A friend of mine studied with the legendary composition teacher, Nadia Boulanger. Boulanger had taught Aaron Copland, Philip Glass and illustrious others and was herself a a remarkable musician. She was the first woman to conduct the BBC Symphony and the New York Philharmonic.
Sitting together at the piano in her Paris apartment, Boulanger once had my friend play passages from a Beethoven sonata, pushing him repeatedly to explain Beethoven's greatness. My friend analyzed the exposition and transition, the rapid changes in tone and dynamic, the animated arpeggios. Technical detail after detail. Each and every time, though, he came up short trying to explain what made this particular piece of music great. Boulanger finally weighed in, "Of course, you can't explain it."
We're wired to try to explain everything. This includes the essence of great leadership, a matter which has been debated at least since the time of Plato. Today business schools are crammed full of courses on the topic. There is an industry of consultants out there peddling their theories about strategy, values, culture, adaptation, and inspiration. The U.S. military does situational training called "staff rides." The concept comes from the 19th century when the German army would send its general staff to battle fields, where officers would role play in order to learn decision-making, tactics and leadership.
Anyone who has ever run anything - national or local, commercial or non-profit, big or small - has had to think about leadership. In my own dabbling in the subject, I've come to believe that there are two crucial, and frequently overlooked characteristics of leadership: service and humility. Not that I'm particularly good at either, but I'm convinced both bear constantly keeping in mind.
My first meaningful encounter with the idea of so-called servant leadership was when I taught at a Jesuit high school in Washington, D.C. The President of Gonzaga College High School, Bernard J. Dooley, S.J., was the epitome. Dooley was a slender, urbane, chain smoking Catholic priest, a student of philosophy and theology who held a doctorate in education. He lorded over no one. His days were spent, as best I could tell, simply trying to help people. It might have been assisting an inner city parent with a legal or financial issue. Or raising money for his friend Horace McKenna, a cheerful Jesuit colleague who fed the neighborhood's poor at the school church's soup kitchen. Pretty simple stuff. I recall students, parents and faculty being pretty seriously influenced, and inspired.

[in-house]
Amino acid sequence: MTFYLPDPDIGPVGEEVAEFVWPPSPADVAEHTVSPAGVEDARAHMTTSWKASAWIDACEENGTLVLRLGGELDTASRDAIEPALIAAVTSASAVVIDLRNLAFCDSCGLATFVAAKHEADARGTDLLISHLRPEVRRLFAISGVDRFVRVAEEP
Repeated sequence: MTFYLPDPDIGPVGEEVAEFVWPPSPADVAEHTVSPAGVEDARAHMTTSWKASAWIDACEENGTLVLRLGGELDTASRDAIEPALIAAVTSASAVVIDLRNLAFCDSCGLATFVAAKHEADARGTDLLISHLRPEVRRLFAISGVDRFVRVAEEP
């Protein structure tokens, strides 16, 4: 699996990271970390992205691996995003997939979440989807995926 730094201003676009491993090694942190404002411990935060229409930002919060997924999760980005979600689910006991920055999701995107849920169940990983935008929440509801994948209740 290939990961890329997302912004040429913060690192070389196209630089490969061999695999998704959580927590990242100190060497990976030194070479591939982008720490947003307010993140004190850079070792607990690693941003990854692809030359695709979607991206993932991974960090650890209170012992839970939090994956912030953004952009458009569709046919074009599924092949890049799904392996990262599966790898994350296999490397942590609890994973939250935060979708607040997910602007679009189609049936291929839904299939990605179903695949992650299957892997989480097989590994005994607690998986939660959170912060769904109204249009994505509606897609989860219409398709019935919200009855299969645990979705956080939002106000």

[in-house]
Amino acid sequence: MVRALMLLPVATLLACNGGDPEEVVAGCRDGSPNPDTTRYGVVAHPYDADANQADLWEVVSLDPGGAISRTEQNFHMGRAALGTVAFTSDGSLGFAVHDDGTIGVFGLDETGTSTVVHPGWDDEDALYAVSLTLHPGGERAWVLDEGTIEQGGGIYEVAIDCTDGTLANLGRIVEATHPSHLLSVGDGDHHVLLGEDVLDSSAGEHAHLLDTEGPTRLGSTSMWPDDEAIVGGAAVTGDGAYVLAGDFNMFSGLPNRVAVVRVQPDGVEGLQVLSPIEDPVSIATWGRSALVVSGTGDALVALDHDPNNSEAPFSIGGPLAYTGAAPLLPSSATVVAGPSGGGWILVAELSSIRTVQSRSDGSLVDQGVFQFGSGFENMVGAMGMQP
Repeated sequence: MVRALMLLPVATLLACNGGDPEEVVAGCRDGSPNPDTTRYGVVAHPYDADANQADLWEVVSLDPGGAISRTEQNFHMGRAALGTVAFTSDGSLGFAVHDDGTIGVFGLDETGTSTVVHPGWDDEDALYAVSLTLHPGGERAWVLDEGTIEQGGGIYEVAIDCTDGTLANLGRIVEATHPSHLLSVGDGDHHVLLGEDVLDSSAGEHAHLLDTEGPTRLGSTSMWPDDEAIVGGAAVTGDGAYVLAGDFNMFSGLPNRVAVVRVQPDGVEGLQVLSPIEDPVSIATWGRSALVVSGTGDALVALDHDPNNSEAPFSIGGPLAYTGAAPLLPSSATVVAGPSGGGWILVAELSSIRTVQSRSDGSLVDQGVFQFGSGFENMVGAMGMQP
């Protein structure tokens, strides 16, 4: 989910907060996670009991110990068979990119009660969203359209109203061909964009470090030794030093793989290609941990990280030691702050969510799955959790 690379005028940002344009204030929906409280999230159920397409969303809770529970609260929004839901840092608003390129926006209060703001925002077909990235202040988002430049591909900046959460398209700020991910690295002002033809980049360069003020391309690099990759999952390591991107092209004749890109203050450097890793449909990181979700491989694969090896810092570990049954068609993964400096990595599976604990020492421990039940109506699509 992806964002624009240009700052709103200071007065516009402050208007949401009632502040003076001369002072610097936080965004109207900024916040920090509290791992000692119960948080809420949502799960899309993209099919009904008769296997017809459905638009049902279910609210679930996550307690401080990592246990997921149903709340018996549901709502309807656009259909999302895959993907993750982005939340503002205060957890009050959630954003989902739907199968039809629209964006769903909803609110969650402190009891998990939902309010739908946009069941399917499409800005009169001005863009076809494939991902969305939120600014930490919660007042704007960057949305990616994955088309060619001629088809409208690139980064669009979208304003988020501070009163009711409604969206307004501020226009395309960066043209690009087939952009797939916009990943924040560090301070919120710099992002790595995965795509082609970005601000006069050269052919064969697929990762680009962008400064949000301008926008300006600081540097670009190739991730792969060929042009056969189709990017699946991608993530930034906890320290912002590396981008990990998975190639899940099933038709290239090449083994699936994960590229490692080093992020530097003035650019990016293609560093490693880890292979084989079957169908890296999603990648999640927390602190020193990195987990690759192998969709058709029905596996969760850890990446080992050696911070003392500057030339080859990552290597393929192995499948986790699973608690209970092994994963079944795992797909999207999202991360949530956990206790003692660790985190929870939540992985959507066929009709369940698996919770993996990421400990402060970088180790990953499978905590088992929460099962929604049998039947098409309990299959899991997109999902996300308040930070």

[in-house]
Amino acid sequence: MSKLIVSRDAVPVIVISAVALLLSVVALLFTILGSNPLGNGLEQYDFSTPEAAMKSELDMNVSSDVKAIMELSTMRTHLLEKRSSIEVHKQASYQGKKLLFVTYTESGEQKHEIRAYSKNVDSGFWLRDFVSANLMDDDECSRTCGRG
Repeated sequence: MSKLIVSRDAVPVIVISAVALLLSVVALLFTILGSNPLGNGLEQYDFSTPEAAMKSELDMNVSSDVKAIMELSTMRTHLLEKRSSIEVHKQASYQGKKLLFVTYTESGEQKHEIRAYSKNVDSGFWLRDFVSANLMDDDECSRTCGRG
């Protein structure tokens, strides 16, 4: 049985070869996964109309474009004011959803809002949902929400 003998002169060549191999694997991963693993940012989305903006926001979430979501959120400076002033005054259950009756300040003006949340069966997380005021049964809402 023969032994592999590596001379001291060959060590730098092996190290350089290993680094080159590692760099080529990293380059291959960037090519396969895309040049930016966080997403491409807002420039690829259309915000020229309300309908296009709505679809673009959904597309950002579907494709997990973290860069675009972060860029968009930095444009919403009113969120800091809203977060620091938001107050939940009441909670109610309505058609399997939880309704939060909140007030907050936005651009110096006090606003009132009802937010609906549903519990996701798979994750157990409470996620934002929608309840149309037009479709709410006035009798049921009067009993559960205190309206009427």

I also started to learn at that time about humility. Father McKenna would cut his clerical collar out of a plastic clorox bottle, to save a few pennies for his cause, helping the poor. I knew this because a teaching colleague, a young Jesuit, told me. Horace would have been embarrassed to have anyone know of his little trick. Nor would he have ever judged Father Dooley for his love of a good scotch, or fresh crab cakes at an ocean front condo at the beach. I suppose I was witnessing lessons in humility and tolerance in those days.
Being humble does not mean you lack self-confidence. Running anything requires force of personalty, the gumption to swim against the stream and willingness to forgo popularity. Humility means, among other things, knowing what you don't know. Humility enables you to discover your blind spots (we all have them); and to accept and learn from your mistakes.
All easier said than done. I found a leadership coach to help (torture) me with these things, a fellow named John Dame, who has a perfectly respectable firm (www.damemanagementstrategies.com) and an exceptionally rare and important gift: remarkable objectivity and a talent for perfect candour, delivered in such a way that you're not left feeling utterly defeated. If you've ever worked with a good fitness trainer, you get the idea.
To help engender humility, by the way, never forget the advice of one of the most famous leadership coaches of all time. Machiavelli warned that flatterers are to be avoided at all costs.
I won't suggest that either a spirit of service or sense of humility lead to great leadership. I'm simply raising the question whether leaders can become great without these fundamentals.
I like what Nadia Boulanger had to say about music:
"I can tell whether a piece is well-made or not, and I believe that there are conditions without which masterpieces cannot be achieved. But I also believe that what defines a masterpiece cannot be pinned down. I won't say that the criterion for a masterpiece does not exist. I just don't know."
Sent from my iPad
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